On January 31, 2010, Mega Millions and Powerball became available to lotteries which previously offered either game. Idaho joined Mega Millions on the above date, as part of the games' cross-sell expansion. Mega Millions is drawn Tuesdays and Fridays; its games are $1 each, or $2 with the Megaplier option. Mega Millions' minimum jackpot is $15 million, paid in 30 graduated yearly installments unless the cash option is chosen.

Mega Millions is played in 43 states, the District of Columbia, and the U.S. Virgin Islands. (Wyoming will begin selling lottery tickets on August 24, 2014; it becomes the 46th member of Mega Millions.)


Idaho has been a member of MUSL since 1990. Powerball began in 1992; its cash option began in 1997, and Power Play was added in 2001.

The current version of Powerball began on January 15, 2012. Games are $2 each, or $3 with Power Play. The game is drawn Wednesdays and Saturdays; Powerball jackpots begin at $40 million.

Wild Card[edit]

Wild Card is played in Idaho, Montana, North Dakota, and South Dakota. Wild Card is drawn Wednesdays and Saturdays. Players get two games for each $1 wagered. Wild Card is among MUSL's games. Wild Card is played in the same manner as Hot Lotto, Mega Millions, and Powerball (see below for those games); in each drawing, five numbers from 1 through 31 are selected. The sixth "number" is among the 16 "face cards" from a standard deck of playing cards; either a Jack, Queen, King, or the Ace of any of the four suits (Clubs, Diamonds, Hearts (suit), or Spades. The Wild Card jackpot, won by matching the five numbers and the "playing card", is paid in cash.

The original Wild Card, which began in 1998, was replaced by the current version in May 1999.

2009 fiscal year[edit]

In FY 2009, the Idaho Lottery set a sales record on the way to grossing nearly $140 million. It also set a dividend record by returning a profit of $35 million to the people of Idaho, the sixth consecutive year for returning a record dividend. Players won a record $84.9 million in prizes, and retailers received a record $8.3 million in commissions.[1]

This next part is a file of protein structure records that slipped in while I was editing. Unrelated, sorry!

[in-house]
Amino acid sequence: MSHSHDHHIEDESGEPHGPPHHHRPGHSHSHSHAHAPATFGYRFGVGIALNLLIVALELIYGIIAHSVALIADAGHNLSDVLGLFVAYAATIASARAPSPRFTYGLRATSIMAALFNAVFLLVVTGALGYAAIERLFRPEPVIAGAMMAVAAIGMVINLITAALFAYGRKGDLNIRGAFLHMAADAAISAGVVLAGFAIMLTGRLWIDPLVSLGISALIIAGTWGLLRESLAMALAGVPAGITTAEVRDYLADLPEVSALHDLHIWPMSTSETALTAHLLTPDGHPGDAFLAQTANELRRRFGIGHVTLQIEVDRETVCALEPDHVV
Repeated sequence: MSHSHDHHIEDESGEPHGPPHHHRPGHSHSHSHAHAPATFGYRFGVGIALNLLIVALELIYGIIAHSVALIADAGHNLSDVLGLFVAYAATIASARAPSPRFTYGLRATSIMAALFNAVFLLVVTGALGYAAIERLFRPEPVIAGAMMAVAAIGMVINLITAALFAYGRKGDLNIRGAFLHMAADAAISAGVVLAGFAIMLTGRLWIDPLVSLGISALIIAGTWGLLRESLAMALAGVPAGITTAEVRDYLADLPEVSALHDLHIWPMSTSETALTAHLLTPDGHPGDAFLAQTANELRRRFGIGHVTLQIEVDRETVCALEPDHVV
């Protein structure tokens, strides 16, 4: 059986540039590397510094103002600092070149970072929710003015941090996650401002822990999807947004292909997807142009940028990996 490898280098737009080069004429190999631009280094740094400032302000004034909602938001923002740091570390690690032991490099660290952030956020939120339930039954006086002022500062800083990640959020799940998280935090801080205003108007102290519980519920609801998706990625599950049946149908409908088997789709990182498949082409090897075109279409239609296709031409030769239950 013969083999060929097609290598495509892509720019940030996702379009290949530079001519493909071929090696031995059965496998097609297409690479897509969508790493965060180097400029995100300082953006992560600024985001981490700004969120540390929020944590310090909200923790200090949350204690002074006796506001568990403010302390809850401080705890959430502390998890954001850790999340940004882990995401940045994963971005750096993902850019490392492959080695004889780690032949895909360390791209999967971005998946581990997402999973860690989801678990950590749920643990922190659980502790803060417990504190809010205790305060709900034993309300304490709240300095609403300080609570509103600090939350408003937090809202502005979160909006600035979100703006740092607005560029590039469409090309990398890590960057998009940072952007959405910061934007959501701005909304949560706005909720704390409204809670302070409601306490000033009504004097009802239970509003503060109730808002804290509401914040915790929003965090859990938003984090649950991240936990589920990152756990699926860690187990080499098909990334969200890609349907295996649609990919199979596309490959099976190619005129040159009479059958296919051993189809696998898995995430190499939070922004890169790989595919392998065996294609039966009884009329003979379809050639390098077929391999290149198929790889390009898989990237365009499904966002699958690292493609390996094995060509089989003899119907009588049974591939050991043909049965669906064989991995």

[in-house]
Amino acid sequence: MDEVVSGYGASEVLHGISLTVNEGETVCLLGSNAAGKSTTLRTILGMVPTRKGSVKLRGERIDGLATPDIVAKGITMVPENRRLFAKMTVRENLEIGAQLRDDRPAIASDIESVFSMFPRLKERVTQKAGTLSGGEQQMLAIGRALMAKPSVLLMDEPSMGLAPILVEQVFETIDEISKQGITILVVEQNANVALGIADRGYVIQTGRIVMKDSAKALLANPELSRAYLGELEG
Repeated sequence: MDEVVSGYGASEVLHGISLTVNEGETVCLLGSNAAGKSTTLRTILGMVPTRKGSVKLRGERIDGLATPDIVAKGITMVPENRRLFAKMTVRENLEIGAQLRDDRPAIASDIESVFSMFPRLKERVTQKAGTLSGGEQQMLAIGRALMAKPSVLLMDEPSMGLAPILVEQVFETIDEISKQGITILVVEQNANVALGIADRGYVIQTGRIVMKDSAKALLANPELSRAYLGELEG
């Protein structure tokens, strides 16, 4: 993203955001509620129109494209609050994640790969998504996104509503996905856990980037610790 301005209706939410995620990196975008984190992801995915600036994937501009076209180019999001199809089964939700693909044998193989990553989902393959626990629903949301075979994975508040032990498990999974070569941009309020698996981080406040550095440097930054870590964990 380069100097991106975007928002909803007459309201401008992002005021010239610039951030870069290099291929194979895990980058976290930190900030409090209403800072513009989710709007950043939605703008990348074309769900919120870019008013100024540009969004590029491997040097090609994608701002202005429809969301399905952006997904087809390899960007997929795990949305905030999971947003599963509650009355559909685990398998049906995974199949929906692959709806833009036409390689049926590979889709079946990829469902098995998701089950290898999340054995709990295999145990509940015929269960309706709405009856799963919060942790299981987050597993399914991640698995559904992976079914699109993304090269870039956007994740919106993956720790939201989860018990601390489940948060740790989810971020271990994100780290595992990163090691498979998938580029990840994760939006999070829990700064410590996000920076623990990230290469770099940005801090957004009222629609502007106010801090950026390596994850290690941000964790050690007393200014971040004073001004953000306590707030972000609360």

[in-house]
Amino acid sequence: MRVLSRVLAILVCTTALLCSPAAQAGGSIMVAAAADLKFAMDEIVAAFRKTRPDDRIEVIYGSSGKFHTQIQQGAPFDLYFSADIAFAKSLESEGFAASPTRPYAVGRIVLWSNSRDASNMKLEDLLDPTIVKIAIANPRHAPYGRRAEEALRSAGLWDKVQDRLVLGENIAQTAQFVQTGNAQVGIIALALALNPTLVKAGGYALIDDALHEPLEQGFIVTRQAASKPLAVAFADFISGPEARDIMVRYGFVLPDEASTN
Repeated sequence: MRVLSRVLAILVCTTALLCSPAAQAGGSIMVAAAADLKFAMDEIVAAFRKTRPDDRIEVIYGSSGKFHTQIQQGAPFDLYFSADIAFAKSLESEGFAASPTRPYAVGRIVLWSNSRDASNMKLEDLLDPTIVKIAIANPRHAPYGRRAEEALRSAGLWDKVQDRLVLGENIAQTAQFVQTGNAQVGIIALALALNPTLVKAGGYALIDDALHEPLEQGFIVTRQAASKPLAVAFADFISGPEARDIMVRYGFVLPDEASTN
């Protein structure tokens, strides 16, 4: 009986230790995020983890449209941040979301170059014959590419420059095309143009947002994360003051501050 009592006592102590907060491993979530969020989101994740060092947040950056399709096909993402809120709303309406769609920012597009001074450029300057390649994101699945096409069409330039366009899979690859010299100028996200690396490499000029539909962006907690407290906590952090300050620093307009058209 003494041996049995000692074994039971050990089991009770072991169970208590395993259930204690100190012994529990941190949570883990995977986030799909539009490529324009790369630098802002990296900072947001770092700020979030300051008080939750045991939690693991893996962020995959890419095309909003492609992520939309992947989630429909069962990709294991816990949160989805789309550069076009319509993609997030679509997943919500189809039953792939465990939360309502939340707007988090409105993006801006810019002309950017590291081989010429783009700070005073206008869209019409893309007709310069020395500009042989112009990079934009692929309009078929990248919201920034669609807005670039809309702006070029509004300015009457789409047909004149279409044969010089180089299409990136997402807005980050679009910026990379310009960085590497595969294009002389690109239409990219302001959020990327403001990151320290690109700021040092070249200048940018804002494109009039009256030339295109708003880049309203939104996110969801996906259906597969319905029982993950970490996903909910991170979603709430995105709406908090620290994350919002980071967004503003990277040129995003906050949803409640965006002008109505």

FY 2009 sales by product for the Idaho Lottery are as follows:

Game Revenues
Powerball $36,787,378
Hot Lotto§ $4,132,812
Wild Card $3,152,691
Idaho Pick 3 $1,883,839
Double Play Daily $360,806
Idaho $1,000,000 Raffle $2,500,000
Instant Scratch Tickets $88,425,049
Pulltabs $2,406,606
Total Sales $139,649,181

Where the money goes[edit]

The largest share of Idaho Lottery dollars is returned to players in the form of prizes. This amount in FY 2009 was approximately 60%. The next largest share of revenue is the annual dividend, which by statute is split equally between Idaho’s public schools and permanent buildings, including college campuses. Approximately 25% of all Idaho Lottery revenue was returned to the people of Idaho in FY 2009. The approximately 900 Idaho Lottery retailers received 6% of all revenue while game support utilizes 4%, administration costs were 3% and the smallest portion, 2%, was used for advertising.


The Idaho Lottery changed the on-line provider to INTRALOT, USA in February 2007. This required the installation of satellites and terminals across Idaho. The new terminals and software capabilities allow the Lottery to perform specialized and unique game promotions.

The Lottery also changed its instant ticket vendor to Scientific Games, Inc. in July 2007. This combination of companies has allowed the Lottery to offer unique game promotions where players have the opportunity to enter second-chance draws through either the internet or via tele-entry using a regular touch-tone telephone.

In July 2007, the Lottery debuted a North American industry first when it offered their VIP Club members the opportunity to earn rewards for making game purchases (excluding instant tickets.) For each $1 spent on Powerball, Mega Millions, Double Play Daily, Hot Lotto, Wild Card, Pick 3, and/or Raffle tickets, players receive one point. Points may be redeemed through the Lottery’s VIP Club website for merchandise, including iPods, DVD players, bicycles, and watches.

In August 2008, the Lottery offered another North American first – the ability for players to donate part of their winnings from scratch tickets to an international non-profit organization. The Lottery offered a $1 ScratchTM game to help financially support the 2009 Special Olympic World Winter Games to be held in Idaho that February. Using creative game technology, winning players were asked to donate 25%, 50% or 100% of their win to support the international event.


The unofficial mascot of the Idaho Lottery is “BALL”, a large, life-sized symbol of the red Powerball. “BALL” boasts a circumference of 132 inches and made its debut in television commercials in 2006. The Powerball commercials featuring “BALL” won critical acclaim from the Northwest Addy Awards with a Best of Show Award. The commercial campaign depicted “BALL” being so huge it could not fit through revolving doors, into elevators, or up escalators. More recently, “BALL” made appearances at special events and community venues such as collegiate and professional sporting events.


  1. ^ "Where the money goes". Idaho Lottery. 2008. Archived from the original on 2008-06-25. Retrieved 2008-09-19. 

External links[edit]